Chinese shadow as South Asian countries face political and social upheavals – WION

Chinese foreign ministry spokesman Zhao Lijian (file photo). Photograph:( Twitter )
Sri Lanka faces economic challenges even as Colombo’s part engagement with Beijing has left huge debt 
With Pakistan and Sri Lanka facing economic and political instability, it will be hard to miss the Chinese shadow lingering in the background. 
Both countries, especially Pakistan have had a close relationship with Beijing. In fact, Chinese foreign minister Wang Yi was among the key guest at Pakistan Day on March 23 this year. 

On Wednesday, at a daily Chinese foreign ministry presser, spokesperson Zhao Lijian pointed to the “all-weather strategic cooperative” partnership between the two countries saying, “history has proven time and again that China-Pakistan relations have always been unbreakable and rock-solid, no matter how the international landscape and their respective domestic situations may change”. 
On China Pakistan economic corridor that gives China a key connectivity route to the Arabian sea, a spokesperson assured that its construction will not be “affected by the political situation in Pakistan.” 

It is reported that a number of projects under CPEC have been shelved due to a lack of funds and the Pakistani rupee in a free fall. Gwadar, a key port in the project in restive Baluchistan province, saw a number of protests last year. 
Interestingly, spokesperson Lijian while emphasising on “principle of non-interference in other countries’ internal affairs”, also advised that, “we sincerely hope that all parties in Pakistan will remain united and work together for national development and stability”. 
Sri Lanka faces economic challenges even as Colombo’s part engagement with Beijing has left huge debt. New Delhi has emerged as a major supporter of the country extending support worth about $2.5 billion since January, which includes 2 lines of credit–$500 million for fuel and $ 1 billion for food, medicine and essential supplies. 
Both lines of credit are in operation even as five consignments of diesel, petrol and aviation petrol have reached the Indian Ocean Island country. One stand-out is, that Indian support is seen without any strings, unlike Chinese “predatory practices”.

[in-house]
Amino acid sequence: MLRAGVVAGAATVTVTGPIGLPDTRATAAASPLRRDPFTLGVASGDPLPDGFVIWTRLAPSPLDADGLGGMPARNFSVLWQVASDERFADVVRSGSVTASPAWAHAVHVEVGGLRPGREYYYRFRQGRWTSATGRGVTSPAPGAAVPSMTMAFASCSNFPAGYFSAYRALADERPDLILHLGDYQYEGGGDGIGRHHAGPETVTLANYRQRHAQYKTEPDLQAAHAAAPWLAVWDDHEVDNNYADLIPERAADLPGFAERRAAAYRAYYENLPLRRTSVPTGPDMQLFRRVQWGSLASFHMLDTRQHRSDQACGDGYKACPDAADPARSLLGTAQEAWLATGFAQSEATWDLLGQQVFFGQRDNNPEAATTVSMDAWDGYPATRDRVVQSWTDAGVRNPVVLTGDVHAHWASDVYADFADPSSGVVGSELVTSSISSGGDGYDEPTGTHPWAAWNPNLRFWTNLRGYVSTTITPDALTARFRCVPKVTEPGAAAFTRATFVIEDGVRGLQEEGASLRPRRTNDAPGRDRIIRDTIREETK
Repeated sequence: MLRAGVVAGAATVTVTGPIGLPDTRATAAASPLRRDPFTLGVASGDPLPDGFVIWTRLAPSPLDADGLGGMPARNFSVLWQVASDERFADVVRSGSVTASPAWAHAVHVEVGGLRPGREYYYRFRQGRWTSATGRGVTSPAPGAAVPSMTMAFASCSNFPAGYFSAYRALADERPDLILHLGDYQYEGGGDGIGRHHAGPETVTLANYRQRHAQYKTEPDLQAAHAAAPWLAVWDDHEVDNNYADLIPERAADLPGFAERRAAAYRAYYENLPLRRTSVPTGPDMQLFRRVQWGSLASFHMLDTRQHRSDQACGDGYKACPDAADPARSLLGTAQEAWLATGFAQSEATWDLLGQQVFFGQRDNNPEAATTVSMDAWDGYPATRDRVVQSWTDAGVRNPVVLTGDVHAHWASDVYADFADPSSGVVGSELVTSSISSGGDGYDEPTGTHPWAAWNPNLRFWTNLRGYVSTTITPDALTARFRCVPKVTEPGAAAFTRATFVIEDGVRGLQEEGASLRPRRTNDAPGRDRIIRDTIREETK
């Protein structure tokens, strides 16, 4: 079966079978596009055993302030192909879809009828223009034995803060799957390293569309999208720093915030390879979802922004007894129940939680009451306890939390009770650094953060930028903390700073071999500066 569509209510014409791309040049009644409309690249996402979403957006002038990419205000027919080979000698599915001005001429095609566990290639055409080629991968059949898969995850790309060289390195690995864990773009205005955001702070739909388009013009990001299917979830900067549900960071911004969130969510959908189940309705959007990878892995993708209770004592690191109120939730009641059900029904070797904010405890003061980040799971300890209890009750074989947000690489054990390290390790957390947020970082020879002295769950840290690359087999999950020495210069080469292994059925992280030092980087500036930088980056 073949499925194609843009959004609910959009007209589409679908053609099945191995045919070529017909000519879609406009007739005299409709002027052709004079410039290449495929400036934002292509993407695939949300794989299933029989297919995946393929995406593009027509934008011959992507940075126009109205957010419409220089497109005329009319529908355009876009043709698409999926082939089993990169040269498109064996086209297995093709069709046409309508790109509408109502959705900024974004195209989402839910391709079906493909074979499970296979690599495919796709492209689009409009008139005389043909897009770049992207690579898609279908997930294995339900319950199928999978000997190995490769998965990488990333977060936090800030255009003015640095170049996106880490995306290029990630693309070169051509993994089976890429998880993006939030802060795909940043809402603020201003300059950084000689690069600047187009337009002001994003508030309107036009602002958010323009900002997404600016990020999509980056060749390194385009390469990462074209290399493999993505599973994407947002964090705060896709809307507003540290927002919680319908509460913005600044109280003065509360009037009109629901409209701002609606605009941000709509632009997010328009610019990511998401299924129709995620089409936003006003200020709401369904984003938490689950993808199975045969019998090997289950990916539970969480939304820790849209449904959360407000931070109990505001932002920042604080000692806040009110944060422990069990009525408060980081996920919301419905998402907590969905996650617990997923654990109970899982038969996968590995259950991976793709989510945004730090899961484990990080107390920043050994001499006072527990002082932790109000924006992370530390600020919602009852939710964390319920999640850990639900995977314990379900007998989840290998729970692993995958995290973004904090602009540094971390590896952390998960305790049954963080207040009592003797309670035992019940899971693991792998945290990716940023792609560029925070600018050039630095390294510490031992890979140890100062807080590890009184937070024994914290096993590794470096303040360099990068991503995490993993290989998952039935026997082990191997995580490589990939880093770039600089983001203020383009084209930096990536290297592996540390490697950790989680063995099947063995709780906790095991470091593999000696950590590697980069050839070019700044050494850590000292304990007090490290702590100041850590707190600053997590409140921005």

The Maldives is another country where attempts are being seen, by staying below the radar by China to form an anti-India narrative. 
A social media campaign has been seen #IndiaOut linked to former President Abdulla Yameen whose closeness to Beijing is well known. 
The social media campaign was started by and is sustained by the Chinese Communist Party, something which was evident in a photo leaked over social media in the last two weeks, which showed a sizeable presence of Chinese officials in one of the #IndiaOut campaigns.
A bill has been proposed with harsh penalties for anyone trying to jeopardise good relations with foreign ties, a key measure by the current Maldives government to rein in the campaign. 
The proposed new law will attract a penalty of 20,000 Maldivian Rufiyaa, besides a jail term of six months or house arrest of one year for insinuating that the Maldives is under the military, economic or political control of another foreign nation. 
The Maldives, under President Solih, has reaffirmed India’s first foreign policy multiple times. India has also emerged as a key development partner of the country. 
India’s External Affairs minister Dr S Jaishankar during his recent visit to the country announced and inaugurated a number of projects in the country including the police academy in Addu. 
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